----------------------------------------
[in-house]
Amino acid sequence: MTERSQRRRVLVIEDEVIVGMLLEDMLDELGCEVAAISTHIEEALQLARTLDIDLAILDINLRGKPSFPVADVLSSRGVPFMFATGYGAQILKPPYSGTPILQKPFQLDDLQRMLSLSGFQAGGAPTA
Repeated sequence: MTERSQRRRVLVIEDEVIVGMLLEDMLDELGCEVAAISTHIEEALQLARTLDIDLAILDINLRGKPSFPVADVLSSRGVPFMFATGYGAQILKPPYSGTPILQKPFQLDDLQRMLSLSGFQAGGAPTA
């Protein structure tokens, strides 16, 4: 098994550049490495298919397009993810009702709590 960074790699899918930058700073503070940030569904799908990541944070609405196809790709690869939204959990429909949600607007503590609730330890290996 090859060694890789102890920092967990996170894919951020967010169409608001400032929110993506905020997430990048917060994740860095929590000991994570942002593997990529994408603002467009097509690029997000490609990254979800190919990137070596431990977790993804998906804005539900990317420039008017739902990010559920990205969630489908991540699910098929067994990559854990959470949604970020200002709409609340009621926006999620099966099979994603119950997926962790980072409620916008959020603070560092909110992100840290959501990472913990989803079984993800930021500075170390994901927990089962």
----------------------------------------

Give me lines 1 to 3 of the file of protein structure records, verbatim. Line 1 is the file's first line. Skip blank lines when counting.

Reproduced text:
[in-house]
Amino acid sequence: MTERSQRRRVLVIEDEVIVGMLLEDMLDELGCEVAAISTHIEEALQLARTLDIDLAILDINLRGKPSFPVADVLSSRGVPFMFATGYGAQILKPPYSGTPILQKPFQLDDLQRMLSLSGFQAGGAPTA
Repeated sequence: MTERSQRRRVLVIEDEVIVGMLLEDMLDELGCEVAAISTHIEEALQLARTLDIDLAILDINLRGKPSFPVADVLSSRGVPFMFATGYGAQILKPPYSGTPILQKPFQLDDLQRMLSLSGFQAGGAPTA